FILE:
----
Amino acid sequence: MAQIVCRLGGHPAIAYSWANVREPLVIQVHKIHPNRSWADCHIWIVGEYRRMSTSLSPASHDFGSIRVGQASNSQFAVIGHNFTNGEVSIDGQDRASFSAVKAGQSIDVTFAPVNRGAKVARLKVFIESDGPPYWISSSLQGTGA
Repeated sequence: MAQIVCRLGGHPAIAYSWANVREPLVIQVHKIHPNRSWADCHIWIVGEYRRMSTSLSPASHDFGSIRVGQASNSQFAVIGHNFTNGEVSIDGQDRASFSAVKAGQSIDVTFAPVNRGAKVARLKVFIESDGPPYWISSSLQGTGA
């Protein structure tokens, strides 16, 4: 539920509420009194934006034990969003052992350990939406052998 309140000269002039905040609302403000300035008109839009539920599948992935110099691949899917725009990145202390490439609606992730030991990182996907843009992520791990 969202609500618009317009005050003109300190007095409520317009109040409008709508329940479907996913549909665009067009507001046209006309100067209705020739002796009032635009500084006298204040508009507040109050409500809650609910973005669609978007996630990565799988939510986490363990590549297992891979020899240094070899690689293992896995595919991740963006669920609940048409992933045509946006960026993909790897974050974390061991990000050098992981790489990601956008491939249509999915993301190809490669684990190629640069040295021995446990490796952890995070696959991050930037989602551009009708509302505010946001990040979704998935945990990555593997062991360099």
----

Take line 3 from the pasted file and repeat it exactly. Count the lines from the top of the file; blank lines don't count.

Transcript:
């Protein structure tokens, strides 16, 4: 539920509420009194934006034990969003052992350990939406052998 309140000269002039905040609302403000300035008109839009539920599948992935110099691949899917725009990145202390490439609606992730030991990182996907843009992520791990 969202609500618009317009005050003109300190007095409520317009109040409008709508329940479907996913549909665009067009507001046209006309100067209705020739002796009032635009500084006298204040508009507040109050409500809650609910973005669609978007996630990565799988939510986490363990590549297992891979020899240094070899690689293992896995595919991740963006669920609940048409992933045509946006960026993909790897974050974390061991990000050098992981790489990601956008491939249509999915993301190809490669684990190629640069040295021995446990490796952890995070696959991050930037989602551009009708509302505010946001990040979704998935945990990555593997062991360099």